[an error occurred while processing this directive]
BBC News
watch One-Minute World News
Languages
Last Updated: Thursday, 2 November 2006, 13:38 GMT
Brittle euro notes baffle Germans
Euro banknotes
The brittle notes were not reported to be forgeries
German police are trying to find out why some euro banknotes of various denominations have been disintegrating - and who is responsible.

The notes are believed to have come into contact with sulphuric acid - perhaps during a cleaning process, police spokesman Michael Maasz said.

"They do not pose a risk to public health," he told the BBC News website.

Hundreds of the brittle notes have appeared in at least 17 German towns and cities, German media report.

The popular German daily Bild says a blackmail attempt is one of the possibilities that police are investigating.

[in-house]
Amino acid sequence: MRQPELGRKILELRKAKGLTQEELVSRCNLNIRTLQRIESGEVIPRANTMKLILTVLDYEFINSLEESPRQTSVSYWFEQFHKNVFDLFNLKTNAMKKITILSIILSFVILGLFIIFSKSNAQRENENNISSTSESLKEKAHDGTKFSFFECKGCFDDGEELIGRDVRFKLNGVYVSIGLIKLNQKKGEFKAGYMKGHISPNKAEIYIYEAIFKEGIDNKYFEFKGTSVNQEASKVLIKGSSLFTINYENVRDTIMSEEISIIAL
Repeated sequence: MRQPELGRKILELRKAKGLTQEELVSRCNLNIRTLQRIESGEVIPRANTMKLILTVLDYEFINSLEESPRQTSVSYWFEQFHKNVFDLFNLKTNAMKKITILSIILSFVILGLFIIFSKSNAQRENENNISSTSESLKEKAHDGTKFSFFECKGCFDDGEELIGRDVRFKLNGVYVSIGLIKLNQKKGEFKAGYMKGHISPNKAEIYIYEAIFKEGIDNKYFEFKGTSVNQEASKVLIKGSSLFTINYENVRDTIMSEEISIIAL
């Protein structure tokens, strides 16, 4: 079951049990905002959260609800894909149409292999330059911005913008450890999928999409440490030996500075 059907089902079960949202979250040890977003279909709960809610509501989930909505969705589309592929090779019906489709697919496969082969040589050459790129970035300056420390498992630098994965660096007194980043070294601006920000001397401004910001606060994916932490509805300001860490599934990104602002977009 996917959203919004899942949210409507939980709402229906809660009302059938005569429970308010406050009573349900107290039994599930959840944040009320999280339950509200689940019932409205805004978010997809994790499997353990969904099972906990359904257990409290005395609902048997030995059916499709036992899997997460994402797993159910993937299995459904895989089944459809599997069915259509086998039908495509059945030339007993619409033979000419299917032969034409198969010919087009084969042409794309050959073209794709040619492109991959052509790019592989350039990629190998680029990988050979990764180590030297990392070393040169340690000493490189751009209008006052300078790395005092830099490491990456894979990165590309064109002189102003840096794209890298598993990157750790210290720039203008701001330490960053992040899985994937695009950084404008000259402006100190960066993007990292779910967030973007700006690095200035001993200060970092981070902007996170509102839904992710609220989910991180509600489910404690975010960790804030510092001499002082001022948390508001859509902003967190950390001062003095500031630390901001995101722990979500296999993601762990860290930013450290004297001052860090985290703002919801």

The paper says the banknotes are not forgeries.

The first disintegrating banknotes appeared in June and July in Berlin and Potsdam, Bild said.

Since then, they have been found further afield, including in Duesseldorf, Karlsruhe, Kiel and Wuerzburg.

German media say 50-euro notes are most commonly breaking apart.


VIDEO AND AUDIO NEWS
The chemical reaction which is destroying the notes



RELATED INTERNET LINKS
The BBC is not responsible for the content of external internet sites



FEATURES, VIEWS, ANALYSIS
Has China's housing bubble burst?
How the world's oldest clove tree defied an empire
Why Royal Ballet principal Sergei Polunin quit

PRODUCTS & SERVICES

Americas Africa Europe Middle East South Asia Asia Pacific